The Existential Horror of Sonic Adventure

Since his debut in 1991, Sonic the Hedgehog had been more than a mascot for Sega. He was the lifeblood of the company, a saving grace that finally allowed the Mega Drive / Genesis to gain a foothold in a market utterly dominated by Nintendo. Next to their portly Italian plumber, Sonic was a revelation, a zippy speedster filled with rad 90’s ’tude.

Flashforward to 1998. Nintendo and Sony had entered the 3D space with spectacular results due to Super Mario 64 and Crash Bandicoot, their dominance further cemented by the likes of Banjo-Kazooie and Spyro the Dragon. Thanks to these titles, a solid formula was emerging for 3D platformers. Create a vibrant world, pop a cutesy character into it, and give the player responsive controls with which to steer them.

While these genre defining works were being released, Sonic the Hedgehog was suspiciously absent in the 3D realm. He’d failed to make an appearance on the Sega Saturn, due to a dysfunctional development cycle that caused his 3D debut to be cancelled. In turn, the Saturn died a quick death on the market, which some attributed to the lack of a Sonic title on the system. With the imminent release of their 6th generation console, Sega were not going to make the same mistake.

Hell or high water, Sonic Adventure would be the flagship title for the Dreamcast at its Japanese release, even if that meant a mere 10-month development cycle. In a post-Mario 64 world, Sonic Team sought to create large adventure fields for Sonic to travel through between the more traditional action stages. There would be a greater emphasis on story, quests and exploration. The action stages themselves would be expansive and frantic, fully exploiting Sonic’s foray into the 3rd Dimension. This would be a Sonic game for the next generation, proving that both Sega and their blue mascot were here to stay.

That was the idea at least. In practice, it tells a very different story.

Walking through the adventure fields, the player is immediately hit with an eerie sense of isolation. They’re huge, sprawling areas for sure, but for the most part, utterly devoid of any landmarks or NPCs. It’s easy to lose sight of your objective or overlook the key needed to open the next progression point, so the player often wanders aimlessly through the dull, lifeless environments. For a game starring Sega’s famous speedster, you spend a lot of time trapped in areas, going around in circles. Metaphorically, someone’s put lead in Sonic’s boots.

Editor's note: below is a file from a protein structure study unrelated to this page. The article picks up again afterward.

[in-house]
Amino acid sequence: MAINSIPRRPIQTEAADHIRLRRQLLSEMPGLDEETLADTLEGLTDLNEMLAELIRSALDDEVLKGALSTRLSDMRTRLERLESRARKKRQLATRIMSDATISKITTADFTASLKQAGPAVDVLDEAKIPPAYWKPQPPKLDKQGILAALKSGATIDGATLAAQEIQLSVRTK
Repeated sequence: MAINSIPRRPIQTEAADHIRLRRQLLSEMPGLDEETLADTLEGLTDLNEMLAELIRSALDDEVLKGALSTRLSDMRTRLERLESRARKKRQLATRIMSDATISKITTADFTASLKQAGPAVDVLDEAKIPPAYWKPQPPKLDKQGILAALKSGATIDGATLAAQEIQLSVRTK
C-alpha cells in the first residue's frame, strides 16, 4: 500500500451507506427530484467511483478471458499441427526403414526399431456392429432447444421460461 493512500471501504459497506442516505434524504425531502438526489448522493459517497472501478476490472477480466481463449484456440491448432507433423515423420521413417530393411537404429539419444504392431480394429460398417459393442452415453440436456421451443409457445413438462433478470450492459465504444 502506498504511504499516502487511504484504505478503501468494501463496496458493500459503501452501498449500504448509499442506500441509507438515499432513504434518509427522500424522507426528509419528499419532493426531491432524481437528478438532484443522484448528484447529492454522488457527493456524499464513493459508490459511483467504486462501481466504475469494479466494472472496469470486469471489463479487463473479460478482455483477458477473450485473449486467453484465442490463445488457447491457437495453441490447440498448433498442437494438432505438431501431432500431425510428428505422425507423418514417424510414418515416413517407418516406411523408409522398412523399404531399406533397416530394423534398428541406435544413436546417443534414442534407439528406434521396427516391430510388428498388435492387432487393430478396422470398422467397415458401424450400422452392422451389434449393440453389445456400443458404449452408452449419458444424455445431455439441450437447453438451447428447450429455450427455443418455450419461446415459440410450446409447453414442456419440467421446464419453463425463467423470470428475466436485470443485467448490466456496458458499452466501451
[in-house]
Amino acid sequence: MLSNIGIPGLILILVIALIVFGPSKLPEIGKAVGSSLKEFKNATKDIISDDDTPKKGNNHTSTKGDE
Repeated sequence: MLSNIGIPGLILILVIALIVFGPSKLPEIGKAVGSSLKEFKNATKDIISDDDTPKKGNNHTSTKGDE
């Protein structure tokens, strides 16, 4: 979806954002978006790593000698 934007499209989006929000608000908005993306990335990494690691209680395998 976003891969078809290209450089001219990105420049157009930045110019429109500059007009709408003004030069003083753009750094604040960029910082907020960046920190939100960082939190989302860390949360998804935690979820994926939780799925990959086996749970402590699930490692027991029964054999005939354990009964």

It doesn’t help that the longer you stare at the adventure fields, the more unsavoury questions raise their head. Why is Sonic suddenly a giant blue hedgehog living amongst humans? Why are ancient Inca ruins a train ride away from an American metropolis? Why is there a ladder that leads down to a solitary wooden pier, seemingly daring the player to jump to their watery doom? Beneath the bright colours and cheery J-pop, there’s the ever-present sensation that Sonic doesn’t belong in this strange world.

When you finally unlock a new action stage you feel nothing short of relief, though it’s short-lived. Simply put, Sonic is way too fast to control in a 3D space, and the fixed camera angles often have a stroke trying to follow Sonic at top speed. These issues are exasperated by a multitude of glitches that cause Sonic to get trapped in tight spaces, or plummet through platforms to his death. This makes later levels like the Egg Carrier and the Mystic Temple an utterly tortuous ordeal.

image source: Nerdbacon

Sonic Adventure feels like a surreal nightmare from which its titular character is trying to escape, and that’s quite fitting. Mario 64 and Crash Bandicoot had proven that 3D platforming was the future, but for Sonic, it was his greatest existential threat; his iconic speed proving too much to handle in a 3D space. It makes sense then that Sonic doesn’t fit in this odd world of Inca ruins, garish casinos and lumpy looking humans, because in retrospect, he never should have abandoned his 2D origins.

The dissonance between Sonic and his game world are captured best in the unskippable cut-scenes. The dialogue and voice acting aren’t fit to lick the boots of the worst Saturday morning cartoon, but it’s the lip sync that’s truly abominable. Mouths pulsate and stretch in all directions, like a snake unhinging its jaw to eat an egg. Eyes enlarge and bulge. Nothing comes close to matching the dialogue spoken. In moments like these, the game feels like a horror-show, as Sega pushes these simple characters into dark areas they’re not equipped to handle.

In 2001, the Dreamcast was discontinued, and Sega exited the hardware business, surviving to this day as a third-party developer. For the first time, Sonic was not enough to save Sega from its financial woes.

Though Sonic Adventure continues to be remembered fondly, it’s patient zero for the problems that have plagued the franchise for the last 20 years. The dull adventure stages, the broken gameplay, the insipid storytelling – this is where it all began. In fact, it may be the first existential horror game in the platforming genre, in which a revered icon faces his complete obsolescence in a new era. The real antagonist of the game isn’t Dr. Robotnik or a cranky water god or even the horribly broken controls, but rather the steady march of technological progress. And that’s something not even Sonic could outrun.

Special thanks to Shannen Hogan for introducing me to the madness that is Sonic Adventure on the Dreamcast.

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Jack O’Higgins
Jack is a freelance journalist based in Dublin. He covers music, film, comics and video games. If this article angered you, please complain to him on twitter at @jackohigginz, as he really needs to raise his social media profile.

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